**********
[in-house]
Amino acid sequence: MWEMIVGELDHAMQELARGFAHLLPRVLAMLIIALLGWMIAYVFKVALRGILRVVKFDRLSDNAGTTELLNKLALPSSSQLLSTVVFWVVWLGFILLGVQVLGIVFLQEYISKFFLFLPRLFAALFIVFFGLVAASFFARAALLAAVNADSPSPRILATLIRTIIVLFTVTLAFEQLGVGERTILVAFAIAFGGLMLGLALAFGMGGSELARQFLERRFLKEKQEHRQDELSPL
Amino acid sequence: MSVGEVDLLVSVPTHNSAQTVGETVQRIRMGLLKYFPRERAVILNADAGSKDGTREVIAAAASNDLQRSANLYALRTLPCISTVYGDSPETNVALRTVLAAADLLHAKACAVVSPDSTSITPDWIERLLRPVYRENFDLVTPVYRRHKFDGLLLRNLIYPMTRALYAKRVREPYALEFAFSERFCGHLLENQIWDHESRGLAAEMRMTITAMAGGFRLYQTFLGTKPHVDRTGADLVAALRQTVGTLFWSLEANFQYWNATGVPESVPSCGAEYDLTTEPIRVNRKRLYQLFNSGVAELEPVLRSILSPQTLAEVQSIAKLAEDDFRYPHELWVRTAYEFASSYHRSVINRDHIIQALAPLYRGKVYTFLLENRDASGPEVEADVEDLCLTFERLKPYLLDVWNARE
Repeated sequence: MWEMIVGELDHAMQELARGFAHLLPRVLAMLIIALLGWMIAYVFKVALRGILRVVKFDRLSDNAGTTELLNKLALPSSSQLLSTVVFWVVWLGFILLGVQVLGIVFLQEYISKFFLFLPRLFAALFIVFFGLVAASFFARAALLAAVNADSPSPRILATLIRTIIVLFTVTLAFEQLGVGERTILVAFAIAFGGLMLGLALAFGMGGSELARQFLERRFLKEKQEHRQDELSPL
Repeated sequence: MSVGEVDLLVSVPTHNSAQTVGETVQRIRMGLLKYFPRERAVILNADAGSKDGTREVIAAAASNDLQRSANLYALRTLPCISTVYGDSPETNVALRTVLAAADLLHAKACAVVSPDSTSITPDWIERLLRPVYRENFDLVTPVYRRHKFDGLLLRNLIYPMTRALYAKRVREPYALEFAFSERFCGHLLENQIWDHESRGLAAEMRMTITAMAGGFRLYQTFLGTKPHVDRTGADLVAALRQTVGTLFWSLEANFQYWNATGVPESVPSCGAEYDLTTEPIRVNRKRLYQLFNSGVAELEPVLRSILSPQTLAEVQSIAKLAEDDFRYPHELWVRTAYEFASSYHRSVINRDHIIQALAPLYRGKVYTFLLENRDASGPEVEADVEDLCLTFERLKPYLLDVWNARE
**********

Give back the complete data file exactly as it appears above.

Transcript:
[in-house]
Amino acid sequence: MWEMIVGELDHAMQELARGFAHLLPRVLAMLIIALLGWMIAYVFKVALRGILRVVKFDRLSDNAGTTELLNKLALPSSSQLLSTVVFWVVWLGFILLGVQVLGIVFLQEYISKFFLFLPRLFAALFIVFFGLVAASFFARAALLAAVNADSPSPRILATLIRTIIVLFTVTLAFEQLGVGERTILVAFAIAFGGLMLGLALAFGMGGSELARQFLERRFLKEKQEHRQDELSPL
Amino acid sequence: MSVGEVDLLVSVPTHNSAQTVGETVQRIRMGLLKYFPRERAVILNADAGSKDGTREVIAAAASNDLQRSANLYALRTLPCISTVYGDSPETNVALRTVLAAADLLHAKACAVVSPDSTSITPDWIERLLRPVYRENFDLVTPVYRRHKFDGLLLRNLIYPMTRALYAKRVREPYALEFAFSERFCGHLLENQIWDHESRGLAAEMRMTITAMAGGFRLYQTFLGTKPHVDRTGADLVAALRQTVGTLFWSLEANFQYWNATGVPESVPSCGAEYDLTTEPIRVNRKRLYQLFNSGVAELEPVLRSILSPQTLAEVQSIAKLAEDDFRYPHELWVRTAYEFASSYHRSVINRDHIIQALAPLYRGKVYTFLLENRDASGPEVEADVEDLCLTFERLKPYLLDVWNARE
Repeated sequence: MWEMIVGELDHAMQELARGFAHLLPRVLAMLIIALLGWMIAYVFKVALRGILRVVKFDRLSDNAGTTELLNKLALPSSSQLLSTVVFWVVWLGFILLGVQVLGIVFLQEYISKFFLFLPRLFAALFIVFFGLVAASFFARAALLAAVNADSPSPRILATLIRTIIVLFTVTLAFEQLGVGERTILVAFAIAFGGLMLGLALAFGMGGSELARQFLERRFLKEKQEHRQDELSPL
Repeated sequence: MSVGEVDLLVSVPTHNSAQTVGETVQRIRMGLLKYFPRERAVILNADAGSKDGTREVIAAAASNDLQRSANLYALRTLPCISTVYGDSPETNVALRTVLAAADLLHAKACAVVSPDSTSITPDWIERLLRPVYRENFDLVTPVYRRHKFDGLLLRNLIYPMTRALYAKRVREPYALEFAFSERFCGHLLENQIWDHESRGLAAEMRMTITAMAGGFRLYQTFLGTKPHVDRTGADLVAALRQTVGTLFWSLEANFQYWNATGVPESVPSCGAEYDLTTEPIRVNRKRLYQLFNSGVAELEPVLRSILSPQTLAEVQSIAKLAEDDFRYPHELWVRTAYEFASSYHRSVINRDHIIQALAPLYRGKVYTFLLENRDASGPEVEADVEDLCLTFERLKPYLLDVWNARE